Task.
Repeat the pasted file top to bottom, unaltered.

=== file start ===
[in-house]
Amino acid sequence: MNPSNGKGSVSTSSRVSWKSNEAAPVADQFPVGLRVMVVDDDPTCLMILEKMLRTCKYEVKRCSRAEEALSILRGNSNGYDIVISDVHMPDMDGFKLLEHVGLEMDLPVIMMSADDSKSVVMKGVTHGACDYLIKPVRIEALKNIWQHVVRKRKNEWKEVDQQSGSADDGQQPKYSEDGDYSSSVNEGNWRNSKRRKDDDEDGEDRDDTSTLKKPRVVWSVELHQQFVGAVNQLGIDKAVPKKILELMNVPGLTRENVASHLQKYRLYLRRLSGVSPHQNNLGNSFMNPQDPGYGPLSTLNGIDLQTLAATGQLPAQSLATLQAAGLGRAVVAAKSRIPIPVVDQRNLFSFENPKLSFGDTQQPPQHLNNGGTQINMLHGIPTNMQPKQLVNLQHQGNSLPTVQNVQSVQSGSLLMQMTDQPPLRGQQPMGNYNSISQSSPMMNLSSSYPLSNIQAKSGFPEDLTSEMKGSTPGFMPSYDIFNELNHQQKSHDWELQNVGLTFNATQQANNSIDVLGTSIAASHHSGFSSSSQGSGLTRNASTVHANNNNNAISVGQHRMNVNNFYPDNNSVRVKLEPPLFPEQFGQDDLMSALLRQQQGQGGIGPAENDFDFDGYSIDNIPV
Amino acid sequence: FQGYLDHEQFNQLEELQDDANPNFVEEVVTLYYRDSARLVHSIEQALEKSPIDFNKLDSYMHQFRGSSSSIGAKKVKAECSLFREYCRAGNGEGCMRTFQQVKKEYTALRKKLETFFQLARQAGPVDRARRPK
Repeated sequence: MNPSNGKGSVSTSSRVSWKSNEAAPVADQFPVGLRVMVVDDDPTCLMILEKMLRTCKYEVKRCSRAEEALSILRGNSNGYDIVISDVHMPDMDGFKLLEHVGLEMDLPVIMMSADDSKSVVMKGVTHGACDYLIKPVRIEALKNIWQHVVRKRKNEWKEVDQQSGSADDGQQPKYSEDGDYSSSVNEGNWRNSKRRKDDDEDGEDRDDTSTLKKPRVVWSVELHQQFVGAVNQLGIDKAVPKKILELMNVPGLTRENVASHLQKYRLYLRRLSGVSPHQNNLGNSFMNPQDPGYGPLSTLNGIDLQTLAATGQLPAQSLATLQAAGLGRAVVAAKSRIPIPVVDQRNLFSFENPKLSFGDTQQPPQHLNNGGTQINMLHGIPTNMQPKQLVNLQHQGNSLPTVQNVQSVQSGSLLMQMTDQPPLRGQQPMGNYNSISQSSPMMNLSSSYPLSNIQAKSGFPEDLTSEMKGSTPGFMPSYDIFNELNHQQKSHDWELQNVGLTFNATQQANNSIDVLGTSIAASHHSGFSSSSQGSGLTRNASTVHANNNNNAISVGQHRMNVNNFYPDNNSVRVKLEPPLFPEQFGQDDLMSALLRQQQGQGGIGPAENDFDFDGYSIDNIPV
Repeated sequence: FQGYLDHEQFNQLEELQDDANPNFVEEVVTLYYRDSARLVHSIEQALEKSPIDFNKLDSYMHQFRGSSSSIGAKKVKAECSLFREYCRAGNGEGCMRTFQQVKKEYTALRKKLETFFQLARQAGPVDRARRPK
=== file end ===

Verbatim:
[in-house]
Amino acid sequence: MNPSNGKGSVSTSSRVSWKSNEAAPVADQFPVGLRVMVVDDDPTCLMILEKMLRTCKYEVKRCSRAEEALSILRGNSNGYDIVISDVHMPDMDGFKLLEHVGLEMDLPVIMMSADDSKSVVMKGVTHGACDYLIKPVRIEALKNIWQHVVRKRKNEWKEVDQQSGSADDGQQPKYSEDGDYSSSVNEGNWRNSKRRKDDDEDGEDRDDTSTLKKPRVVWSVELHQQFVGAVNQLGIDKAVPKKILELMNVPGLTRENVASHLQKYRLYLRRLSGVSPHQNNLGNSFMNPQDPGYGPLSTLNGIDLQTLAATGQLPAQSLATLQAAGLGRAVVAAKSRIPIPVVDQRNLFSFENPKLSFGDTQQPPQHLNNGGTQINMLHGIPTNMQPKQLVNLQHQGNSLPTVQNVQSVQSGSLLMQMTDQPPLRGQQPMGNYNSISQSSPMMNLSSSYPLSNIQAKSGFPEDLTSEMKGSTPGFMPSYDIFNELNHQQKSHDWELQNVGLTFNATQQANNSIDVLGTSIAASHHSGFSSSSQGSGLTRNASTVHANNNNNAISVGQHRMNVNNFYPDNNSVRVKLEPPLFPEQFGQDDLMSALLRQQQGQGGIGPAENDFDFDGYSIDNIPV
Amino acid sequence: FQGYLDHEQFNQLEELQDDANPNFVEEVVTLYYRDSARLVHSIEQALEKSPIDFNKLDSYMHQFRGSSSSIGAKKVKAECSLFREYCRAGNGEGCMRTFQQVKKEYTALRKKLETFFQLARQAGPVDRARRPK
Repeated sequence: MNPSNGKGSVSTSSRVSWKSNEAAPVADQFPVGLRVMVVDDDPTCLMILEKMLRTCKYEVKRCSRAEEALSILRGNSNGYDIVISDVHMPDMDGFKLLEHVGLEMDLPVIMMSADDSKSVVMKGVTHGACDYLIKPVRIEALKNIWQHVVRKRKNEWKEVDQQSGSADDGQQPKYSEDGDYSSSVNEGNWRNSKRRKDDDEDGEDRDDTSTLKKPRVVWSVELHQQFVGAVNQLGIDKAVPKKILELMNVPGLTRENVASHLQKYRLYLRRLSGVSPHQNNLGNSFMNPQDPGYGPLSTLNGIDLQTLAATGQLPAQSLATLQAAGLGRAVVAAKSRIPIPVVDQRNLFSFENPKLSFGDTQQPPQHLNNGGTQINMLHGIPTNMQPKQLVNLQHQGNSLPTVQNVQSVQSGSLLMQMTDQPPLRGQQPMGNYNSISQSSPMMNLSSSYPLSNIQAKSGFPEDLTSEMKGSTPGFMPSYDIFNELNHQQKSHDWELQNVGLTFNATQQANNSIDVLGTSIAASHHSGFSSSSQGSGLTRNASTVHANNNNNAISVGQHRMNVNNFYPDNNSVRVKLEPPLFPEQFGQDDLMSALLRQQQGQGGIGPAENDFDFDGYSIDNIPV
Repeated sequence: FQGYLDHEQFNQLEELQDDANPNFVEEVVTLYYRDSARLVHSIEQALEKSPIDFNKLDSYMHQFRGSSSSIGAKKVKAECSLFREYCRAGNGEGCMRTFQQVKKEYTALRKKLETFFQLARQAGPVDRARRPK